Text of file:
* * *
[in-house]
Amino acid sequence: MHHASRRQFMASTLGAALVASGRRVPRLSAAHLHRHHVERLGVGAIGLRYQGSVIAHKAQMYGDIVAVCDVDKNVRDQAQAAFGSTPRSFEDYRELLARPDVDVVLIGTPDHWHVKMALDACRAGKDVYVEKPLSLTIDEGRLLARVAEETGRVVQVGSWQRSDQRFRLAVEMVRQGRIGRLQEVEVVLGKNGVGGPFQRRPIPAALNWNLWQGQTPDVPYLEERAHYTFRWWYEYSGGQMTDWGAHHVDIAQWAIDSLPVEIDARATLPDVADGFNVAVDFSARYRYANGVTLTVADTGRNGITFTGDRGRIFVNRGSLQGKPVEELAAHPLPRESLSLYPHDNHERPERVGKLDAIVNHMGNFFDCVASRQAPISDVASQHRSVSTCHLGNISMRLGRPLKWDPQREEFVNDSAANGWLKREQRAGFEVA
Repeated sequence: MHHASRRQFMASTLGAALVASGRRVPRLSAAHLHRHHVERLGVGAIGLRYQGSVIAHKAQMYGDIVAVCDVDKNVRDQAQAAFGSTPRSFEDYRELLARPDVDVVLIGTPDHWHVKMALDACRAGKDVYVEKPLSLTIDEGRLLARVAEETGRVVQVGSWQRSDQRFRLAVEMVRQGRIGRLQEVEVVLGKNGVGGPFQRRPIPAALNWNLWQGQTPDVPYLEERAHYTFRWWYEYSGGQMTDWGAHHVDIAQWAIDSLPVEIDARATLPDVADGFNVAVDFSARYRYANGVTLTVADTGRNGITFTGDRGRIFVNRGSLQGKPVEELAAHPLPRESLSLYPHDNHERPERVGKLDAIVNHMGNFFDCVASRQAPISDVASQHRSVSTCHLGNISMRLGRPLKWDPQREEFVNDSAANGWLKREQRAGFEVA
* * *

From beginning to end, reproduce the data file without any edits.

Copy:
[in-house]
Amino acid sequence: MHHASRRQFMASTLGAALVASGRRVPRLSAAHLHRHHVERLGVGAIGLRYQGSVIAHKAQMYGDIVAVCDVDKNVRDQAQAAFGSTPRSFEDYRELLARPDVDVVLIGTPDHWHVKMALDACRAGKDVYVEKPLSLTIDEGRLLARVAEETGRVVQVGSWQRSDQRFRLAVEMVRQGRIGRLQEVEVVLGKNGVGGPFQRRPIPAALNWNLWQGQTPDVPYLEERAHYTFRWWYEYSGGQMTDWGAHHVDIAQWAIDSLPVEIDARATLPDVADGFNVAVDFSARYRYANGVTLTVADTGRNGITFTGDRGRIFVNRGSLQGKPVEELAAHPLPRESLSLYPHDNHERPERVGKLDAIVNHMGNFFDCVASRQAPISDVASQHRSVSTCHLGNISMRLGRPLKWDPQREEFVNDSAANGWLKREQRAGFEVA
Repeated sequence: MHHASRRQFMASTLGAALVASGRRVPRLSAAHLHRHHVERLGVGAIGLRYQGSVIAHKAQMYGDIVAVCDVDKNVRDQAQAAFGSTPRSFEDYRELLARPDVDVVLIGTPDHWHVKMALDACRAGKDVYVEKPLSLTIDEGRLLARVAEETGRVVQVGSWQRSDQRFRLAVEMVRQGRIGRLQEVEVVLGKNGVGGPFQRRPIPAALNWNLWQGQTPDVPYLEERAHYTFRWWYEYSGGQMTDWGAHHVDIAQWAIDSLPVEIDARATLPDVADGFNVAVDFSARYRYANGVTLTVADTGRNGITFTGDRGRIFVNRGSLQGKPVEELAAHPLPRESLSLYPHDNHERPERVGKLDAIVNHMGNFFDCVASRQAPISDVASQHRSVSTCHLGNISMRLGRPLKWDPQREEFVNDSAANGWLKREQRAGFEVA